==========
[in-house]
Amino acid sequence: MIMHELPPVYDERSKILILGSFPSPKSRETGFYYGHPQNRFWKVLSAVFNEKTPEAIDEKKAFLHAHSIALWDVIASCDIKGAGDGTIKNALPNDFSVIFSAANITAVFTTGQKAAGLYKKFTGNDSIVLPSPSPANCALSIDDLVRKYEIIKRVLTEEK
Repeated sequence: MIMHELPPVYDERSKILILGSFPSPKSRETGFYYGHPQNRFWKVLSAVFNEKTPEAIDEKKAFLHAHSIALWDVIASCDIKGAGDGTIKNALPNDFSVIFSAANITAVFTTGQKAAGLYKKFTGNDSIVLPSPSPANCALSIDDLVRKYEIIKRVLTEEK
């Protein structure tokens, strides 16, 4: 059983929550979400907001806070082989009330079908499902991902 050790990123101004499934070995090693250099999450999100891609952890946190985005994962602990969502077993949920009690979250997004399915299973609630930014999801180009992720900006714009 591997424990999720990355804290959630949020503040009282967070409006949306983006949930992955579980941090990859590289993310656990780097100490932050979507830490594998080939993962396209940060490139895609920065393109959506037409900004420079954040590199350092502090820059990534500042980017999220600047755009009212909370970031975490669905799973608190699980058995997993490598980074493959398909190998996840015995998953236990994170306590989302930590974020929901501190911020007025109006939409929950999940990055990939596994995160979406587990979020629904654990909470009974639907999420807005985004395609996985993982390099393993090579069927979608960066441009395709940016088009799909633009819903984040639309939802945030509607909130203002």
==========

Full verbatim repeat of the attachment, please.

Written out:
[in-house]
Amino acid sequence: MIMHELPPVYDERSKILILGSFPSPKSRETGFYYGHPQNRFWKVLSAVFNEKTPEAIDEKKAFLHAHSIALWDVIASCDIKGAGDGTIKNALPNDFSVIFSAANITAVFTTGQKAAGLYKKFTGNDSIVLPSPSPANCALSIDDLVRKYEIIKRVLTEEK
Repeated sequence: MIMHELPPVYDERSKILILGSFPSPKSRETGFYYGHPQNRFWKVLSAVFNEKTPEAIDEKKAFLHAHSIALWDVIASCDIKGAGDGTIKNALPNDFSVIFSAANITAVFTTGQKAAGLYKKFTGNDSIVLPSPSPANCALSIDDLVRKYEIIKRVLTEEK
């Protein structure tokens, strides 16, 4: 059983929550979400907001806070082989009330079908499902991902 050790990123101004499934070995090693250099999450999100891609952890946190985005994962602990969502077993949920009690979250997004399915299973609630930014999801180009992720900006714009 591997424990999720990355804290959630949020503040009282967070409006949306983006949930992955579980941090990859590289993310656990780097100490932050979507830490594998080939993962396209940060490139895609920065393109959506037409900004420079954040590199350092502090820059990534500042980017999220600047755009009212909370970031975490669905799973608190699980058995997993490598980074493959398909190998996840015995998953236990994170306590989302930590974020929901501190911020007025109006939409929950999940990055990939596994995160979406587990979020629904654990909470009974639907999420807005985004395609996985993982390099393993090579069927979608960066441009395709940016088009799909633009819903984040639309939802945030509607909130203002």